Twitter was handed yet another criticism this week as it readied for its highly-anticipated initial public offering: it’s ads don’t stack up to rival social media titans.
Joining a slew of other criticisms that hit the micro-blogging site as it readied for its market debut, WordStream in a new report said Twitter's ads aren't as good as those offered by social media rival Facebook.
“FB beats Twitter but both have a lot of work to do for direct response advertisers,” said Larry Kim, WordStream's chief technology officer.
Twitter raised its IPO price this week to $23 to $25, signaling it is seeing optimism from investors, though other reports have shown that the underlying investors in Twitter are far less optimistic about its growth prospects.
In a post-Facebook era where investors lost millions out of the gate, analysts have grown exponentially critical.
“I’ve always said that Facebook makes a weak showing when it comes to ad performance for direct response marketing,” Kim said in a post. “But what about Facebook vs. Twitter? The fact is, Facebook ads have improved a great deal since the IPO last year, but Twitter still needs a lot of work as an advertising platform.”
Facebook last week attributed advertising to a doubling in third-quarter profit and a 60% jump to $2.02 billion in revenue. That improvement comes as Mark Zuckerberg’s brainchild gets more savvy with its offerings, streamlining the process and pushing ads onto mobile devices. Mobile ads now make up about half of its ad revenue.
Twitter, on the other hand, is struggling to make money heading into its debut, having widened its loss in its most recent quarter to $64.6 million from $21.6 million in the year-earlier period, according to securities filings.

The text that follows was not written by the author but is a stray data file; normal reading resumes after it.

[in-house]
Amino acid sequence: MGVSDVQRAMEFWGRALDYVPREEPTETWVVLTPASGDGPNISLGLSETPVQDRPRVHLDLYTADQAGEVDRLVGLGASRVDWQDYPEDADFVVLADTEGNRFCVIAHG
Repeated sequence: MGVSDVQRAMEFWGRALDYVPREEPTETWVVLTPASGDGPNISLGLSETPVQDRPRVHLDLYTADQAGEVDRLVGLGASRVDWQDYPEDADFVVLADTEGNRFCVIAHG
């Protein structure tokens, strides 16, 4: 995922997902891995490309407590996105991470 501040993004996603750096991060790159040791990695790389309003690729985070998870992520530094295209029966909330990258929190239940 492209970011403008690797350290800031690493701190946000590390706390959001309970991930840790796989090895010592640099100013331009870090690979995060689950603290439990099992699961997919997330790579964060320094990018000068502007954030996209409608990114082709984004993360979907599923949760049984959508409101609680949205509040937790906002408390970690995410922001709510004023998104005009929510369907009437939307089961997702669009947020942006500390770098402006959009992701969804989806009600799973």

“They’ve obviously got a really intriguing business but that doesn’t mean they can monetize it,” James Gellert, CEO of analytical and independent ratings firm Rapid Ratings, told FOX Business last week.
Facebook vs. Twitter
While it’s difficult to measure apples to apples, Kim says both social titans continued to lag in advertising. Facebook remains the clear leader on several fronts, but Twitter is starting to make some moves.
“What I found is that Facebook is doing OK, but not great by any means,” he said. “Still, in terms of key numbers like revenue per visitor, Facebook is beating Twitter.”
Facebook is the clear winner by network reach with 1.15 billion active users compared with Twitter’s 232 million. However, Twitter seems to have a better handle on mobile since its ads appear more naturally in the user’s timeline.
Twitter also wins in terms of a simplified ad format, now offering just promoted tweets, promoted accounts and promoted trends, though Kim says they’ll likely introduce more in the next year or so.
Yet, perhaps more noteworthy is that Twitter’s revenue per visit, the revenue generated by sites from visitors that clicked on a link in a tweet, was shown to grow 300% year-over-year, according to a recent social intelligence report by Adobe (ADBE), showing "the growing value of social media marketing.”
Adobe also says that while Facebook remains the leader in the share of social referred visits to retail site, Twitter is “slowly closing the gap” with a 258% increase year-over-year, according to its data.
“Twitter is gaining influence, particularly in e-commerce,” Adobe said.
Despite the strides Twitter is making, Greg Kostello, the CEO of the mobile video editing app Givit, whose company has spent $40,000 on Twitter ads, still seems unimpressed.
While his company expected to get as many as 20,000 to 30,000 downloads from its Twitter ads, the actual investment translated to about 600, he said in an interview.
“The reason why is Twitter doesn’t have a direct mechanism to make downloads happen,” Kostello said. “What you are paying for essentially is to get followers.”
He hedged by saying that Twitter seems to be making moves to rectify this, though he wouldn’t explain why he thought that and Twitter couldn’t be reached for comment ahead of its IPO.
FBN's Matt Egan contributed to this report.